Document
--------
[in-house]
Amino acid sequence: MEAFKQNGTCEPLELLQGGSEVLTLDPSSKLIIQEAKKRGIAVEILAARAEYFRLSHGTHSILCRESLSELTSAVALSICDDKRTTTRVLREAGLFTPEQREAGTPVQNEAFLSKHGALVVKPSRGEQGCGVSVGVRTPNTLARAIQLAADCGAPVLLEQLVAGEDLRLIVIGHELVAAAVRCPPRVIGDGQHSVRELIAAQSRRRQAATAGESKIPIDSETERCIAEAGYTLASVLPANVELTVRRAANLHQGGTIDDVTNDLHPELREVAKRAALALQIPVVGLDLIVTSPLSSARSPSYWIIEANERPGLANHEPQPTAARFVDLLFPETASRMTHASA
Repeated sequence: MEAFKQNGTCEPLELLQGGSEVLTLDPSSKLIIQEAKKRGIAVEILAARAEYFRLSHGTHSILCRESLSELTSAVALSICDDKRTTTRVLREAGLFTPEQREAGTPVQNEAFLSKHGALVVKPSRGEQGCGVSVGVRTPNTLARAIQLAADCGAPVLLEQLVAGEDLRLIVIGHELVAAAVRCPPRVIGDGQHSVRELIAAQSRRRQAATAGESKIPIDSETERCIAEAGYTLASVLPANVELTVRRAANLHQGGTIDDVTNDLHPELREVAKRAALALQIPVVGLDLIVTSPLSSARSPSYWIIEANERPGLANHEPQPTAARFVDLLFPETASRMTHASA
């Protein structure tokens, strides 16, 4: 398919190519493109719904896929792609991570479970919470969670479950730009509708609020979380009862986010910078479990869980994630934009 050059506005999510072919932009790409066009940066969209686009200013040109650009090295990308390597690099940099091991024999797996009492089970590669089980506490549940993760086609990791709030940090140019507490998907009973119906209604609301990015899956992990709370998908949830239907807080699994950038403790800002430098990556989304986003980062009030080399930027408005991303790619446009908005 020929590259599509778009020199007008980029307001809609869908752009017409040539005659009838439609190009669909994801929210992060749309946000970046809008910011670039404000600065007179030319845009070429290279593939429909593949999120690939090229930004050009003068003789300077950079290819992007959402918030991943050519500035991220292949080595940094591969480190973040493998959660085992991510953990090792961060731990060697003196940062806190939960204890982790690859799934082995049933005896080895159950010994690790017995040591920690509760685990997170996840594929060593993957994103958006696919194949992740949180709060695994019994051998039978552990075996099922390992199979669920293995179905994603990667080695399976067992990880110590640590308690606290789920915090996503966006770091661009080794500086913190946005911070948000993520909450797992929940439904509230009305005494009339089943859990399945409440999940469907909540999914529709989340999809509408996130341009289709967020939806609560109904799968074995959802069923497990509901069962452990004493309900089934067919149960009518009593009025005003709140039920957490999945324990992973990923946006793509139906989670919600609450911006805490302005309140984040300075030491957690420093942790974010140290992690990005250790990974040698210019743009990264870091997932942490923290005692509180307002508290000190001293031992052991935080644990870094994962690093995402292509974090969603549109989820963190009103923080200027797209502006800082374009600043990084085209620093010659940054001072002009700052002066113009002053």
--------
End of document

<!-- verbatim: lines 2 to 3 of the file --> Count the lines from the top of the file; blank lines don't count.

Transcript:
Amino acid sequence: MEAFKQNGTCEPLELLQGGSEVLTLDPSSKLIIQEAKKRGIAVEILAARAEYFRLSHGTHSILCRESLSELTSAVALSICDDKRTTTRVLREAGLFTPEQREAGTPVQNEAFLSKHGALVVKPSRGEQGCGVSVGVRTPNTLARAIQLAADCGAPVLLEQLVAGEDLRLIVIGHELVAAAVRCPPRVIGDGQHSVRELIAAQSRRRQAATAGESKIPIDSETERCIAEAGYTLASVLPANVELTVRRAANLHQGGTIDDVTNDLHPELREVAKRAALALQIPVVGLDLIVTSPLSSARSPSYWIIEANERPGLANHEPQPTAARFVDLLFPETASRMTHASA
Repeated sequence: MEAFKQNGTCEPLELLQGGSEVLTLDPSSKLIIQEAKKRGIAVEILAARAEYFRLSHGTHSILCRESLSELTSAVALSICDDKRTTTRVLREAGLFTPEQREAGTPVQNEAFLSKHGALVVKPSRGEQGCGVSVGVRTPNTLARAIQLAADCGAPVLLEQLVAGEDLRLIVIGHELVAAAVRCPPRVIGDGQHSVRELIAAQSRRRQAATAGESKIPIDSETERCIAEAGYTLASVLPANVELTVRRAANLHQGGTIDDVTNDLHPELREVAKRAALALQIPVVGLDLIVTSPLSSARSPSYWIIEANERPGLANHEPQPTAARFVDLLFPETASRMTHASA